If you’re anything like me, 2020 has you occasionally seeking the comfort of familiar favorites. From revisiting beloved books and movies to re-watching The Office for the 300th time, I have been finding comfort in the predictable familiarity of spending time with things I already know I love.
Revisiting these familiar favorites got me thinking—what would the adult fiction counterparts of my favorite middle grade novels be?
The following list is comprised of five of my most treasured childhood books, and the novels they might be all grown up.
5 Middle Grade Favorites & Their Adult Fiction Counterparts
If you loved Beezus and Ramona by Beverly Cleary, try:
My Sister, the Serial Killer by Oyinkan Braithwaite
A younger sister getting into too much trouble? Check.
An older sister annoyed about being roped into said trouble? Check.
It may not seem like it from title alone, but this story of an older sister, Korede, grappling with how far she’ll go to protect her younger sister, Ayoola, definitely gives me Beezus and Ramona vibes, albeit with much higher stakes and significantly more murder.
If you loved Coraline by Neil Gaiman, try:
The Return by Rachel Harrison
Elise’s best friend Julie vanished. Then, two years from the day she disappeared, she returns. As Elise, Julie, and their group of girlfriends take a trip to reconnect, it seems that all might be back to normal. At least, Elise thinks it’s Julie…
Except why is she emaciated, with sallow skin and odd appetites?
Much like Coraline, The Return includes a creepy old house with long & unsettling hallways, a loved one who isn’t quite who she seems, and an atmosphere eerie enough to keep me up all night.
If you loved Little Women by Louisa May Alcott, try:
The Most Fun We Ever Had by Claire Lombardo
As one of four sisters myself, these four-sister books are both near and dear to my heart.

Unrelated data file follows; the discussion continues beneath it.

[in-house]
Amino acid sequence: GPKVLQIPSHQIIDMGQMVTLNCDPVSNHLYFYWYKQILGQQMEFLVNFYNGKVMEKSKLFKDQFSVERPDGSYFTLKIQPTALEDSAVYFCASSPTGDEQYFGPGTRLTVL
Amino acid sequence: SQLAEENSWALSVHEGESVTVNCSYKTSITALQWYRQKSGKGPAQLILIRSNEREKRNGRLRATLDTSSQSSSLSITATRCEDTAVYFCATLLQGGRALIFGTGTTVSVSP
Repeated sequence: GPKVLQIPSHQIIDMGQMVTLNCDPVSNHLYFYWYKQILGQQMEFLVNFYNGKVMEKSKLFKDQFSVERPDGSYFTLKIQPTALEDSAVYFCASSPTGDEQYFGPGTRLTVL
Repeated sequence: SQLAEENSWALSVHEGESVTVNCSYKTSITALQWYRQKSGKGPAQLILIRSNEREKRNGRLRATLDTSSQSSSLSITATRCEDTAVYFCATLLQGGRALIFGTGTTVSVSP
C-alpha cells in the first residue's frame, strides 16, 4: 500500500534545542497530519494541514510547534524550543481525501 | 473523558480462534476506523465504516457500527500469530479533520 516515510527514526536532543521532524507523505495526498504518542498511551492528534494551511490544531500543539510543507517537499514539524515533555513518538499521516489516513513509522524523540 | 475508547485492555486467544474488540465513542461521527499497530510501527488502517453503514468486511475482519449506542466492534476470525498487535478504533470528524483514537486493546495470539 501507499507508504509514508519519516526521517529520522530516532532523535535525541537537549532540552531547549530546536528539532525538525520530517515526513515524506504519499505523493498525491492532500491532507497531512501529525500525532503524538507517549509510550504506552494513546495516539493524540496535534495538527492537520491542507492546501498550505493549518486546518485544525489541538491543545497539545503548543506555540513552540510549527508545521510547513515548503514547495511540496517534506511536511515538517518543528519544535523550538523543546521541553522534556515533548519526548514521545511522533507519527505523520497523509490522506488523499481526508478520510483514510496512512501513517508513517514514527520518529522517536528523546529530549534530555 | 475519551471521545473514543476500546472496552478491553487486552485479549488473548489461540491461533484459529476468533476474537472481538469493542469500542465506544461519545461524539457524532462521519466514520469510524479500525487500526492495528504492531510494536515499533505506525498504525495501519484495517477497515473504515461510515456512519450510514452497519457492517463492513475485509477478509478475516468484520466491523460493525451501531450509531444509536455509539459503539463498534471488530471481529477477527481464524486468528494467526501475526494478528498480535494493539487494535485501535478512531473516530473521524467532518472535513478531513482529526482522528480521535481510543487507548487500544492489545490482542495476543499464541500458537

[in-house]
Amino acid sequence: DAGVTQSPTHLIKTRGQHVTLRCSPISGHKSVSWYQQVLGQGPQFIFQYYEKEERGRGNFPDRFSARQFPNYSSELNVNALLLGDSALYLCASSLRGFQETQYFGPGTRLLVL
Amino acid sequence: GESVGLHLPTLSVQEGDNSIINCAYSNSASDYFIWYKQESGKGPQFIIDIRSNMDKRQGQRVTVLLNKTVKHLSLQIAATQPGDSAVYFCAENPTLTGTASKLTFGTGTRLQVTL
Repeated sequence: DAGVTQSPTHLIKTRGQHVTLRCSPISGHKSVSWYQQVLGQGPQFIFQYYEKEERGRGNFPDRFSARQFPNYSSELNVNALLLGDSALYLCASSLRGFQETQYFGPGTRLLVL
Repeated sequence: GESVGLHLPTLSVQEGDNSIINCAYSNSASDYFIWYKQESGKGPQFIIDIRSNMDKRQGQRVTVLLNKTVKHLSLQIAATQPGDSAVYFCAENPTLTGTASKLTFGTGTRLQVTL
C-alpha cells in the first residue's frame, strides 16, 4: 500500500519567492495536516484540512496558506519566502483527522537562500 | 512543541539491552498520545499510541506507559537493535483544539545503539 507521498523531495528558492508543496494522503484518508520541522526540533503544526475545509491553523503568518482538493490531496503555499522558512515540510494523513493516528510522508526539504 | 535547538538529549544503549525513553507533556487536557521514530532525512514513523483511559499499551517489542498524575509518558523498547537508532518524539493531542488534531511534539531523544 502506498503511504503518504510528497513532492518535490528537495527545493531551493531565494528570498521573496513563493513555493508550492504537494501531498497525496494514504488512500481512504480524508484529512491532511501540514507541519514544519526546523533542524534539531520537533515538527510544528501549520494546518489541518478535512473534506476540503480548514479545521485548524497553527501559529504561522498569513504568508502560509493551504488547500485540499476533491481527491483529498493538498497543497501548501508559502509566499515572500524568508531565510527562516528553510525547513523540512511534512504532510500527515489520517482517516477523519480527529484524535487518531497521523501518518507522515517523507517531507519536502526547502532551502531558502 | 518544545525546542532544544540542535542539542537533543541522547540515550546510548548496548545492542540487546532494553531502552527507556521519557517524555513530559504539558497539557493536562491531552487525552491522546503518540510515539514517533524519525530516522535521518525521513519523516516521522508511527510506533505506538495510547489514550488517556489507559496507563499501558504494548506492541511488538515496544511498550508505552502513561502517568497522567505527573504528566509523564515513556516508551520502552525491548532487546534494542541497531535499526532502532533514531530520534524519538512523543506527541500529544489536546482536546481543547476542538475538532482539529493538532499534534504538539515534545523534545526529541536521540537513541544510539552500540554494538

The Most Fun We Ever Had follows the Sorenson family, and their four wildly different daughters, from the 1970s to 2016. The sisters struggle with their relationships with one another, their parents, and themselves while the reader follows them into adulthood. Spending time watching the Sorenson sisters grow up was a reading experience I will not soon forget.
If you loved the Nancy Drew series by Carolyn Keene, try:
The Widows of Malabar Hill by Sujata Massey
Set in 1920s India, this mystery comes complete with a courageous and captivating heroine perfect for readers who admired Nancy Drew’s sleuthing skills while growing up.
Perveen Mistry is Bombay’s only female lawyer. In The Widows of Malabar Hill, Perveen is appointed to execute the will of a wealthy mill owner who has left three widows behind. Soon, she realizes something isn’t quite right. When her suspicions begin to rise about certain aspects of the will, she must investigate to ensure that the widows are not being taken advantage of. As the investigation heightens, and tensions rise to murder, Perveen takes on the responsibility of ensuring that no innocent women are in danger.
If you loved Scary Stories to Tell in the Dark by Alvin Schwartz, try:
Her Body and Other Parties: Stories by Carmen Maria Machado
Scary Stories to Tell in the Dark kept me up all night as a kid.
Her Body and Other Parties kept me up all night as a grown woman.
This collection of stories starts with a wonderfully creepy retelling of the classic spooky campfire story “The Green Ribbon,” in which a girl always wears a green ribbon around her neck and refuses to let even her husband know the reasoning behind it.
In Machado’s retelling, The Husband Stitch, the narrator speaks directly to the reader in a way that is so claustrophobic and unsettling, I audibly gasped when reading it for the first time.
This book is now a treasured favorite of mine. It lives permanently on my bedside table so that I can revisit my favorite stories in the dark anytime I please.